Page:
Choosing Your Circle: Lessons in Surrounding Yourself with Excellence

Apr 25, 2024

I keep a list of quotes that I value. This week I’d like to start by sharing 5 of the quotes that I began using as a north star a few years back when determining who to spend my time with. I’ve used them to guide choosing the people I incorporate into my personal and professional networks alike.

  • "If you're the smartest person in the room, then you're in the wrong room." - Confucius
  • "Show me your friends and I'll show you your future." - John Kuebler
  • "Keep away from those who try to belittle your ambitions. Small people always do that, but the really great make you believe that you too can become great." - Mark Twain
  • "Find a group of people who challenge and inspire you; spend a lot of time with them, and it will change your life." - Amy Poehler
  • "Try to associate yourself with and learn as much as you can from those who know more than you do, who do better than you, who see more clearly than you." - Dwight D. Eisenhower

With that as a backdrop, it helps to set the tone for the people I try to surround myself with. I try to spend much of my time with people who are smart, positive, and driven. I love being around people that don’t see a challenge as a reason to complain, but as an opportunity to succeed. They think differently and work to team up with others who do the same by bouncing ideas back and forth, challenging each other, and bringing others along for greater opportunity.  It was an interaction with some of these people that serves as the genesis for this week’s thoughts.

I recently spent some time in Boston. One of the people in my group, who played football for, and subsequently graduated from Harvard, took us to one of his old college bars for an after-dinner drink (literally one). While there, another member of the group made a wonderful observation. The bars didn’t have televisions or music playing. Furthermore, as we looked around the room it was difficult to find a visible cell phone. The people there didn’t let distractions take away from their ability to focus on listening, discussing problems and solutions, and creating connections. That made me start thinking about times I’ve been in extremely productive gatherings. What I realized is that where the people came from, their education, their family history, or their title is irrelevant. What I realize now is that the key factors were a lack of distractions, a willingness to be truthful and direct, an attitude focused on solving problems rather than dwelling on them, and a willingness to allow more than one winner. Let’s unpack those key factors.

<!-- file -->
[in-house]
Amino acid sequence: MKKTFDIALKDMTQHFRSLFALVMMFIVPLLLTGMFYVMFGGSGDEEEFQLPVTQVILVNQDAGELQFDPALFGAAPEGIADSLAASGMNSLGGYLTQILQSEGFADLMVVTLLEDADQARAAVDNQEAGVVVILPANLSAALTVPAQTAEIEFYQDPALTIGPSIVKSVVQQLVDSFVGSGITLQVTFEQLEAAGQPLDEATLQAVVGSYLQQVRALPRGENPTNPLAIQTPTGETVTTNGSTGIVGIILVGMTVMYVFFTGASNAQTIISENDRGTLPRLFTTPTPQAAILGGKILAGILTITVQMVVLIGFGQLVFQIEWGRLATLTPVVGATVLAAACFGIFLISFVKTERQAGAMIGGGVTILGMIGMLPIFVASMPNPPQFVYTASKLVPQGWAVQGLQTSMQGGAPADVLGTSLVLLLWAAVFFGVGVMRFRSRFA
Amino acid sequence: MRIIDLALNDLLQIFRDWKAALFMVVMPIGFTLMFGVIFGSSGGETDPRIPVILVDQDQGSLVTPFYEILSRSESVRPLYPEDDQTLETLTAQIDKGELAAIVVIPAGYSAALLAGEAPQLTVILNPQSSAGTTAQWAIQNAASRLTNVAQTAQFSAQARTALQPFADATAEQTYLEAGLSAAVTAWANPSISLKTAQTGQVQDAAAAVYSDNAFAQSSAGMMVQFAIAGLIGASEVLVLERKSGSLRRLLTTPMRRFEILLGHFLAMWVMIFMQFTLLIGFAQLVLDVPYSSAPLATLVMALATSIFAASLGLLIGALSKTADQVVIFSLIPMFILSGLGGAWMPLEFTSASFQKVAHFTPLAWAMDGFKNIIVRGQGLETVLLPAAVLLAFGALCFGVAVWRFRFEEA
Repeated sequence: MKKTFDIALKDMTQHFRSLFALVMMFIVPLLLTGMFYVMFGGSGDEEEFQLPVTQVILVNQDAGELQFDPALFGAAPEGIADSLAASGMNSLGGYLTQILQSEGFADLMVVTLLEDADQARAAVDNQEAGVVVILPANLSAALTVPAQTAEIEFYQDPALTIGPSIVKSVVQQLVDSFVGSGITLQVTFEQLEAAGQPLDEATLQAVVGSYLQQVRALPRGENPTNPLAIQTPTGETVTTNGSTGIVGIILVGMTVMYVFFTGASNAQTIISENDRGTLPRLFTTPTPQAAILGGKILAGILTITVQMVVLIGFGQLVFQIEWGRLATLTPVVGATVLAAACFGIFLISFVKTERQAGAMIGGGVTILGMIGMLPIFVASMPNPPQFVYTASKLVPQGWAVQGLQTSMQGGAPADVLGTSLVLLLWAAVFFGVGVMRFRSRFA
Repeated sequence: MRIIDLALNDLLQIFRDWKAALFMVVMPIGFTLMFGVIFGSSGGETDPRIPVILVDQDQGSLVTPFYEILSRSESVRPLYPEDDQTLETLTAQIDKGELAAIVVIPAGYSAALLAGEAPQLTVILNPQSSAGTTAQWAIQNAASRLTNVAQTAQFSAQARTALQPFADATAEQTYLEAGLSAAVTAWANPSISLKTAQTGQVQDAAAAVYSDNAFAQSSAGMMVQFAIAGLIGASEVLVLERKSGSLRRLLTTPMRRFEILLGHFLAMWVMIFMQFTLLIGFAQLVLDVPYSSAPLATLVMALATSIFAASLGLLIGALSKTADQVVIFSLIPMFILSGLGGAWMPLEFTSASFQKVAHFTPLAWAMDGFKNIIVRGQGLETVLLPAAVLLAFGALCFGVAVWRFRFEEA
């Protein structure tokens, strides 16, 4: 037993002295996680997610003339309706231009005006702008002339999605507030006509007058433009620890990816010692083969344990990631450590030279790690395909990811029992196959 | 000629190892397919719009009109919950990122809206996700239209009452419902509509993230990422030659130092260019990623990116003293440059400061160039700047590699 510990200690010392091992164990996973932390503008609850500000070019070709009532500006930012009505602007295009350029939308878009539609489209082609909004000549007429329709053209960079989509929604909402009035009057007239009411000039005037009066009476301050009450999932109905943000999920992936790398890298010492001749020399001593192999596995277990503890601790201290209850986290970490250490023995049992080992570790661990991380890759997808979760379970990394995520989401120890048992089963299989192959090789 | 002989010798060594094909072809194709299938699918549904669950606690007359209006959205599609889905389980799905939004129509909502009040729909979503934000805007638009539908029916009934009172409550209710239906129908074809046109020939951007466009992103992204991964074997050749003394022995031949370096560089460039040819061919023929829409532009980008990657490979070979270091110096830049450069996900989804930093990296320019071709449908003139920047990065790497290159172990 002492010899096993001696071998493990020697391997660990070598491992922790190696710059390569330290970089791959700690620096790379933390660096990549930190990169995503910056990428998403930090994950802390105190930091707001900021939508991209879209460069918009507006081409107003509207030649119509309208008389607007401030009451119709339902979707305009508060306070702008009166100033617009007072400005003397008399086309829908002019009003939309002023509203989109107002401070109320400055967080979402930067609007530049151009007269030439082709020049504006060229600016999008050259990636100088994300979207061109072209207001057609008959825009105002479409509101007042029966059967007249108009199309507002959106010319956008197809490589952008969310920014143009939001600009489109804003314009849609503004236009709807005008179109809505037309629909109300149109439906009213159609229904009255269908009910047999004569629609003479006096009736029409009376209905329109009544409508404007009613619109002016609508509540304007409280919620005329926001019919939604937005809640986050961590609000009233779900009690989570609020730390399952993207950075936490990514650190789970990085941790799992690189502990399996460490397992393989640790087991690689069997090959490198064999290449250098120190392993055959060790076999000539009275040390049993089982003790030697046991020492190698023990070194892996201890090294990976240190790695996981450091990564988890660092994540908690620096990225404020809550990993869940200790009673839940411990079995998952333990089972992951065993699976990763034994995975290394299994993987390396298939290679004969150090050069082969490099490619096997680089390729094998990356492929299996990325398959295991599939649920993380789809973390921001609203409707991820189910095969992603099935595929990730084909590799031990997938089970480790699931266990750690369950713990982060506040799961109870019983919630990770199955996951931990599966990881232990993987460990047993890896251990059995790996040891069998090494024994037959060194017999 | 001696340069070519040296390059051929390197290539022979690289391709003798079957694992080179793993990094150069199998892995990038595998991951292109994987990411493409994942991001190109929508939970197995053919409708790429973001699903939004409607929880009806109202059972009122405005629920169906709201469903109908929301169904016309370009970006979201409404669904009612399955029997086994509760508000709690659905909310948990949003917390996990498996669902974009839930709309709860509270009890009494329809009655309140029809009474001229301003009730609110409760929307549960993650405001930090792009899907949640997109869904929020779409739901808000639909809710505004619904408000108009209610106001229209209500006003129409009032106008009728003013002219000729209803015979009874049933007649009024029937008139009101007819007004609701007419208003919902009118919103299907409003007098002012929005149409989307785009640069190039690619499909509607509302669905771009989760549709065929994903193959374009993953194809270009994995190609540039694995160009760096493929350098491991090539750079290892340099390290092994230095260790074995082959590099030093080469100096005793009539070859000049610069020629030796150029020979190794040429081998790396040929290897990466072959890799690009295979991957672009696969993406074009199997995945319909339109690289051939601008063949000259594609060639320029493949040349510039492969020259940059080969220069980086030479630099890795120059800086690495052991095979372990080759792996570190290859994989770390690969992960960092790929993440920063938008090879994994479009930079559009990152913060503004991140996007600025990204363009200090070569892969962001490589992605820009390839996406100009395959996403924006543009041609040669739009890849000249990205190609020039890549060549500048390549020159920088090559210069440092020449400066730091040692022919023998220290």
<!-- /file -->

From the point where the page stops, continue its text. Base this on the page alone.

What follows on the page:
• Lack of distractions – Focusing on a television, worrying about the music, or staring at a phone takes away from learning and interacting with the valuable people right in front of you.
  • Willingness to be truthful and direct – Not sharing current or potential issues because you are worried about offending someone is disrespectful. Be honest and direct to honor their time so that you can work through issues. To be truthful and direct, if you aren’t the kind of person that gives and receives feedback on issues that are difficult, then you aren’t the kind of person that belongs in the room.
  • An attitude focused on solving problems rather than dwelling on them – This comes in a couple of different forms. One way is talking negatively about what other people are doing and how it’s “unfair”. All you’re doing in that situation is giving them the power to continue. Another way is focusing on why something won’t work. Put that focus towards figuring out how it can.
  • Willingness to allow more than one winner – There are people and companies that I must interact with that always try to leverage themselves as the champion that will consume the rest of us. Their shortsightedness is what will cost them in the end. Creating ways to aggregate talent that results in multiple winners is the key to long-term success.

That leads me to this week’s challenge… Shape your circle and give them your focus.

If your circle looks, thinks, and acts like you do, your circle isn’t big enough. Make more friends, connect with more business associates, and talk to people you haven’t before. Be willing to accept that being different is good and that you don’t need to agree on everything to be great friends. Then, once you’ve chosen who to surround yourself with, give them the respect of being the type of person that honors their time with your focus. Learn from each other, push each other, solve problems together, and make sure you win together.

I'm thankful you went to work today, that you took the time to read this, and for being a part of what makes this world amazing!